Peicha Chang has also seen the power that a green indoor space can have on people. Chang opened Falls Flowers in East Falls seven years ago; last year, her business relaunched in a larger space as Vault + Vine, offering not just bouquets and floral design for events, but also an extensive slate of indoor plants, gifts and a café that includes a seating area inside a greenhouse that stays balmy in the most frigid winter temperatures.
“I don’t think you can ever really live in a green enough environment,” Chang said. “There’s something about plants that lets you slow down when you’re near them and realize how important the natural world is.”
Erin Doherty, a former plant collector turned plant seller, sees the effect that plants have on people every day. When she was laid off from her corporate job, a friend suggested she sell her plant collection, which included many hard-to-find cacti and succulents from business trips to California. She was aghast at the prospect, but the idea of selling plants stuck with her. She started with pop-up plant sales around Fishtown, then landed a permanent spot for her store, Field, on Frankford Avenue last summer.
“People walk into the store and their faces light up,” she said. “They see things that are alive and healthy. I don’t want to go as far as to say that plants give people hope, but it’s a breath of fresh air.”
Doherty counsels her customers—who often overload with wonder when they enter her verdant shop—with a consultation that is part therapy, part practical advice. Buying choices depend on a customer’s lighting situation and other aspects of their home environment, sure. But, Doherty says, the question is how much you want to commit—of time, of money, of yourself—to a small or large plant family.
“I get both ends of the spectrum,” Doherty said. “Start small, because you don’t want to invest a ton of money in something you’re unsure of. Or start huge, because the more you invest, the more likely you’ll be to take care of it.”
And while some are more casual plant parents, others take their responsibilities rather seriously.
Xue Davis, a postdoctoral fellow in neuroscience at the University of Pennsylvania, moved to Philly in 2015 and joined Facebook group last year. Someone gave her dozens of aloe plants, so she set about giving them away to fellow members. “It’s been so, so amazing,” Davis said. “I’ve met a lot of really cool people through the group, including some people who all work within a square block of me, so we will all meet up at my lab and each bring swaps for each other.”
She estimates that among her home, her office and her husband’s house, she has around 110 plants—mostly tiny succulents like echeveria, which are her favorite.
But Davis’ collection is dwarfed by that of Alison Friedlander, another Philly Plant Exchange member. The Manayunk resident estimates that she has had more than 500 succulents in her collection—fewer now that a DIY greenhouse she built on the back of her house was damaged during January’s extreme cold snap. She started with two cacti, purchased on a whim during a trip to Home Depot. A month later, she had 40 plants, “because I have no self-control,” she joked.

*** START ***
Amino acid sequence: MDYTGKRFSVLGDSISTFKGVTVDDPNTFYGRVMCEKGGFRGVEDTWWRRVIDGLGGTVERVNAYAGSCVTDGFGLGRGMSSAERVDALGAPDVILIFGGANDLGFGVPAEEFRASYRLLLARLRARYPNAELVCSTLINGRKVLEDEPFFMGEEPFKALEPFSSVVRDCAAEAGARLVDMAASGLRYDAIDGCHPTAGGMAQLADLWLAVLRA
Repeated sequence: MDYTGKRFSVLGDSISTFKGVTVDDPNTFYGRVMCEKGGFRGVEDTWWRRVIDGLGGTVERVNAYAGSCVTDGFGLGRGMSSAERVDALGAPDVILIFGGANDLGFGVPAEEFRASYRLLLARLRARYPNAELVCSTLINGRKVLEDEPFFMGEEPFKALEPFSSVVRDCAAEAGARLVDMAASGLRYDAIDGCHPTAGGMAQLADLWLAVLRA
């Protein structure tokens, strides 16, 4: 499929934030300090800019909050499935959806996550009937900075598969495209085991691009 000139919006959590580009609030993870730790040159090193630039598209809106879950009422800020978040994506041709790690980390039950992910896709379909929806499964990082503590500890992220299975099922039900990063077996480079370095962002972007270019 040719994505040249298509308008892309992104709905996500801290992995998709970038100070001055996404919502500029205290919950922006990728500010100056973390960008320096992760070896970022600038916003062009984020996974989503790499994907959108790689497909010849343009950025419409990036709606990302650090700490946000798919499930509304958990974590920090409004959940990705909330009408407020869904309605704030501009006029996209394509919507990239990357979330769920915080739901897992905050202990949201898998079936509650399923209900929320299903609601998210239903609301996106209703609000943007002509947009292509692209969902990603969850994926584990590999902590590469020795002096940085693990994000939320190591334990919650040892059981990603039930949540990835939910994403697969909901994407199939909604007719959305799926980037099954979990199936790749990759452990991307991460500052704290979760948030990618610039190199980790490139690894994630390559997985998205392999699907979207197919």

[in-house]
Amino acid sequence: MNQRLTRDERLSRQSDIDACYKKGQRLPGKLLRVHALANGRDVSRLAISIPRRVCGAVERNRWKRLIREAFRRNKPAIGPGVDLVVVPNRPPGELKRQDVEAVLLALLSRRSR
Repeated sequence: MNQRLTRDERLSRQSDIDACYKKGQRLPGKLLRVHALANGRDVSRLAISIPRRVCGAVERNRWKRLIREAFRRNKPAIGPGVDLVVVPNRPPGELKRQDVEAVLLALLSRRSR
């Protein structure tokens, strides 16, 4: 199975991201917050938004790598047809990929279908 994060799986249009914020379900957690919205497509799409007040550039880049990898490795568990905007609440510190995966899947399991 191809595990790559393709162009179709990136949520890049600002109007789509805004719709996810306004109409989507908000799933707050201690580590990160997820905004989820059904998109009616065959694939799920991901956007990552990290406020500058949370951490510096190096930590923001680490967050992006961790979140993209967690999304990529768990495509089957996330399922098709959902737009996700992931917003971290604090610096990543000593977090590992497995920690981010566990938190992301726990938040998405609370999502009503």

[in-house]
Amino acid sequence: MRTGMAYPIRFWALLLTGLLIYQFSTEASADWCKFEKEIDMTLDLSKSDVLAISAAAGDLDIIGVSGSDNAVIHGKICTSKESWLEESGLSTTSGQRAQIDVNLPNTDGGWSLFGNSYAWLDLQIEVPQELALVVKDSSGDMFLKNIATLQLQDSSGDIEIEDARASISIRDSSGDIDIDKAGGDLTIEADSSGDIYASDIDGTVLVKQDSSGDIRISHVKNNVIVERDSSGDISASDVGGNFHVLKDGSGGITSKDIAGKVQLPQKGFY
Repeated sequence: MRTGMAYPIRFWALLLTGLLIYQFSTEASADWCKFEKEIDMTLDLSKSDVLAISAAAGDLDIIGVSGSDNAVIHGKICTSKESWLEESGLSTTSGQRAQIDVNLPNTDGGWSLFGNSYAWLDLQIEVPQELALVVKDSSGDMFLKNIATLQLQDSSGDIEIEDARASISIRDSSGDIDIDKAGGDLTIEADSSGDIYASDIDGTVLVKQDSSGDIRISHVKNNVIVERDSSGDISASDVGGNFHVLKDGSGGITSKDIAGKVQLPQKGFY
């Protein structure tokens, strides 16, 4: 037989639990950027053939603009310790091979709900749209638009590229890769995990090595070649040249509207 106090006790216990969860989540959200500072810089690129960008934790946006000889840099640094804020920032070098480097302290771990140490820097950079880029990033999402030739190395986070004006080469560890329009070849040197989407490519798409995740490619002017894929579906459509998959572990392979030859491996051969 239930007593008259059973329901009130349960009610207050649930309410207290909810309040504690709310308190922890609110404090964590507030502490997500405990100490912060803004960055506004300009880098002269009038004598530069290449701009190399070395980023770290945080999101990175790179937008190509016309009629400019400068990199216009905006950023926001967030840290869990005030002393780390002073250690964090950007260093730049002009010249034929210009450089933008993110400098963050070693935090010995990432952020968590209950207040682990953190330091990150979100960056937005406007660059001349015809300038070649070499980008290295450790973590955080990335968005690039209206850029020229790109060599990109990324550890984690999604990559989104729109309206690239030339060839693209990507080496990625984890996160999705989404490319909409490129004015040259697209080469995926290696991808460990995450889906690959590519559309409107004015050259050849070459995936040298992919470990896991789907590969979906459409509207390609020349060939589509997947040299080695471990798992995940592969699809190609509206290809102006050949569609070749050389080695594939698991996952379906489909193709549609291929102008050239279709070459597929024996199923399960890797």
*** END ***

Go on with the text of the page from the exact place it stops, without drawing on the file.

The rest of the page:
That was two years ago. Now, her basement is home to hundreds of colorful cacti and succulents, kept under the grow lights they need to stay healthy out of their desert habitat (and away from her curious cats). “I usually go down once a day for a few minutes to look at them, because they’re pretty,” she said. A large plant collection also tends to come with pests, so Friedlander spritzes any mealy bugs she finds on her specimens with a rubbing alcohol solution to keep them at bay.
Friedlander admits that she has a tendency to go all in on interests—her collection of succulents begat an air plant habit, and once she built a habitat for the air plants, she realized she could raise poison dart frogs in the same environment. There’s a chance she’ll sell a portion of her collection on Etsy in the future; for now, though, her collection gives her too much joy to ever really give up.
But even the most experienced plant lovers need a little help sometimes. When drooping leaves and pest damage become too much for an amateur to handle, sometimes you have to call in the experts.
Martha O’Neill is a professional gardener and farmer whose résumé includes stints at City Planter in Northern Liberties, Tooth of the Lion herb farm in Berks County and plantings for private clients. Last year, she started offering support to troubled Philly plant parents through a project called Housecalls for Houseplants.
Call O’Neill to gently diagnose what’s ailing your babies (no plant shaming allowed), be it an insect infestation, too much or too little water or light, the wrong-sized pot or poor placement in your living space. When she’s done, you’ll have care tips and tricks and a watering plan to set your babies on the right track.
When a houseplant is showing signs of distress, like a few dead or drooping leaves, O’Neill says that doesn’t mean you should give up on it.
“Believe in the resilience of your plants,” she advises. “Remember, your plant is a living organism.” If you intervene early enough and give your plant what it needs, it can usually bounce back. “It’s also really important to place your plants somewhere where you will see them every day. Putting them in your way helps you remember that they need care.”
O’Neill charges for her services—which require a site visit—but the relationship people have with their houseplants, sometimes through generations, makes the money worth it. There’s something more to that relationship between plant and human, O’Neill says, than, say, tending your yard and leaving it behind when you move to a new home.
“The difference with houseplants is you can carry them with you everywhere,” she says. “This is why you can have a Christmas cactus or a sago palm that your grandmother had for 25 years before you—and with that comes a lot of sentimentality.
“These plants are family heirlooms, longtime friends,” O’Neill says, “and by nurturing them, we enrich our own lives.”
Well, when you put it that way, our current houseplant trend is pretty easy to understand after all.